At Thunberg's request, proceeds from "The 1975" were donated to the grassroots movement Extinction Rebellion.[2] Spokespeople from Extinction Rebellion praised the track, saying that "music has the power to break through barriers".[8][37][38] A BBC journalist noted that the band were scheduled to tour a wide number of countries, flying by plane, at the time of the song's release.[17] However, contemporaneously with the song's debut, the record label and band announced measures to reduce their environmental impact,[8][2][39] such as substitution of plastic materials by paper.[40] The band had also hired an eco-management company for performances.[41]

The 1975 played recordings of the song to open the band's encore throughout performances in 2019 and 2020. Healy would return to the stage alone and turn his back to the audience as it played.[42][43] Such performances included some touring for A Brief Inquiry into Online Relationships,[42] the Reading and Leeds Festivals in August 2019,[44] the BB&T Pavilion in New Jersey in November 2019,[45] and shows at the Manchester Arena and London O2 Arena during February 2020.[46][47] Liverpool Echo reported that one audience were told to be quiet for the song.[48] The COVID-19 pandemic led to disruption of planned appearances following Notes on a Conditional Form's release, such as an event at London's Finsbury Park in July 2020, where the 1975 planned to implement a number of environmental measures.[49][50]

Critical receptionEdit

On 27 July 2019, Consequence of Sound named the song their favourite of the week. Sean Lang from the publication approved that Healy let Thunberg give the speech, rather than trying to deliver the message himself, and lauded Thunberg for her communication of a difficult message.[51] Relatedly, Laura Snapes from The Guardian praised the 1975 for using their platform to highlight a woman's voice, and Horner said the music was "careful to never overpower or distract" from Thunberg.[19][3] Claire Biddles of The Line of Best Fit commented that the "introspective and coy" background music complemented the weight of Thunberg's speech.[52] However, New Statesman's Ellen Peirson-Hagger panned a perceived lack of involvement by the band in their own song, both in its composition and in acting upon its message.[39] A writer for the BBC viewed the song as light on concrete suggestions, but direct on messaging.[17]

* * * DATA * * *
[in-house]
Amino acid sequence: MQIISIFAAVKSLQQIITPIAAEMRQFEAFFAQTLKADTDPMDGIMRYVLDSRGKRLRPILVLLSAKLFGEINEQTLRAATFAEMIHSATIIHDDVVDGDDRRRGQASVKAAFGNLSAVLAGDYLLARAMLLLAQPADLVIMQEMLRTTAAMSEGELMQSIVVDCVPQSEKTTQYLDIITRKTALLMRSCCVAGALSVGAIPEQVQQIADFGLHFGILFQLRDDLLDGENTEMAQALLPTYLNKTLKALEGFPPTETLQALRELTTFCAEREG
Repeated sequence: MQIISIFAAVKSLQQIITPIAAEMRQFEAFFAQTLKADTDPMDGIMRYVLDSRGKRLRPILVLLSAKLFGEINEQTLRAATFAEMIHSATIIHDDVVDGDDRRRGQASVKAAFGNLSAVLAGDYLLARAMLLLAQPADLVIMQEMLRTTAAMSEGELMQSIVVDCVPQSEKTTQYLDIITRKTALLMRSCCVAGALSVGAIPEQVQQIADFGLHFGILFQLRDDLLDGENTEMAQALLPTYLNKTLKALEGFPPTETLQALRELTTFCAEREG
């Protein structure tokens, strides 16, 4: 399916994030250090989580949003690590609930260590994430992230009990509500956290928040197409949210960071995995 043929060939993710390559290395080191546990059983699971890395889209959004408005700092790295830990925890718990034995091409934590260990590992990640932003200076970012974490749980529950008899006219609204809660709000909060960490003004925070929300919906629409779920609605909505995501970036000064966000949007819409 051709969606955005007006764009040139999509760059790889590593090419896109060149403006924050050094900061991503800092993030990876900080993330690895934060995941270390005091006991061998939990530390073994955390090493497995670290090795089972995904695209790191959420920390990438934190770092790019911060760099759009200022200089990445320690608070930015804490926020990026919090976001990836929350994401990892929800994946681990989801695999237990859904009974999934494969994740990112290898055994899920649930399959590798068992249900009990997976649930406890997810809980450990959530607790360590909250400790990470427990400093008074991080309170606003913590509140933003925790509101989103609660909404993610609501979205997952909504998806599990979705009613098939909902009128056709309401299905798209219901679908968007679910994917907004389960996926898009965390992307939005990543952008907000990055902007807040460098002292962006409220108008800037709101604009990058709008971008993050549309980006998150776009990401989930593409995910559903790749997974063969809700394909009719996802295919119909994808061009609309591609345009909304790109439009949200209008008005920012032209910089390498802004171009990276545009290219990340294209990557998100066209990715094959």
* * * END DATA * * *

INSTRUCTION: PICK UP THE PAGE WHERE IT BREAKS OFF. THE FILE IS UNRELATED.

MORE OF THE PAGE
Jake Kerridge of The Daily Telegraph praised it as the "most terrifying" spoken word pop music since the 1984 anti-nuclear war song "Two Tribes", by Frankie Goes to Hollywood.[16] GQ's Olive Pometsy called the recording "a wake-up call", saying that people need to work together to sustain the planet's habitability.[21] Lang called the song a "surprising, refreshing risk", while Horner found the track inspiring and "brutally, rebelliously stark".[51][19] Lizzie Manno of Paste believed it made an "unwavering case for radical change".[20] A number of critics felt emotional when listening to the song, including Dillon Eastoe of Gigwise, who had to "pull over and cry" upon first hearing it in the car, and Madison Feller of Elle, who got chills from the song.[53][54] Mitch Mosk of Atwood Magazine and The Big Issue's Malcolm Jack found it stirring.[22][55]